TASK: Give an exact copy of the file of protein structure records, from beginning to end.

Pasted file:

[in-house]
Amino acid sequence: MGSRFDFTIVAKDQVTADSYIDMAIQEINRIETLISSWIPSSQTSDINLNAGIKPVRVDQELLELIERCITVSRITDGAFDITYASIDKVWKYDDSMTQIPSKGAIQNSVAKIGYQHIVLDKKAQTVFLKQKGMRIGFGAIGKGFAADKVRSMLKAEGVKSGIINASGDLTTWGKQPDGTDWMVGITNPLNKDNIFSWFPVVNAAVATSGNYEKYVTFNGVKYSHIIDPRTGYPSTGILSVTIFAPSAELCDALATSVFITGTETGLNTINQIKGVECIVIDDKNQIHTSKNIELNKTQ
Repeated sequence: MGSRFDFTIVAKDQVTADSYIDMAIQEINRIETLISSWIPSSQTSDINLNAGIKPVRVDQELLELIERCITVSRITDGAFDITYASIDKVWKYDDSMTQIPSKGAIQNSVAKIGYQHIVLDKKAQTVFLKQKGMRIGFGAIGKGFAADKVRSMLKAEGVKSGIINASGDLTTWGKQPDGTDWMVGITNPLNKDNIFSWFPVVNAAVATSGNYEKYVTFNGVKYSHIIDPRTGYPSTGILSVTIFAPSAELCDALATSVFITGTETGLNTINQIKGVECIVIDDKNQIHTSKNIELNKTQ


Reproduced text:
[in-house]
Amino acid sequence: MGSRFDFTIVAKDQVTADSYIDMAIQEINRIETLISSWIPSSQTSDINLNAGIKPVRVDQELLELIERCITVSRITDGAFDITYASIDKVWKYDDSMTQIPSKGAIQNSVAKIGYQHIVLDKKAQTVFLKQKGMRIGFGAIGKGFAADKVRSMLKAEGVKSGIINASGDLTTWGKQPDGTDWMVGITNPLNKDNIFSWFPVVNAAVATSGNYEKYVTFNGVKYSHIIDPRTGYPSTGILSVTIFAPSAELCDALATSVFITGTETGLNTINQIKGVECIVIDDKNQIHTSKNIELNKTQ
Repeated sequence: MGSRFDFTIVAKDQVTADSYIDMAIQEINRIETLISSWIPSSQTSDINLNAGIKPVRVDQELLELIERCITVSRITDGAFDITYASIDKVWKYDDSMTQIPSKGAIQNSVAKIGYQHIVLDKKAQTVFLKQKGMRIGFGAIGKGFAADKVRSMLKAEGVKSGIINASGDLTTWGKQPDGTDWMVGITNPLNKDNIFSWFPVVNAAVATSGNYEKYVTFNGVKYSHIIDPRTGYPSTGILSVTIFAPSAELCDALATSVFITGTETGLNTINQIKGVECIVIDDKNQIHTSKNIELNKTQ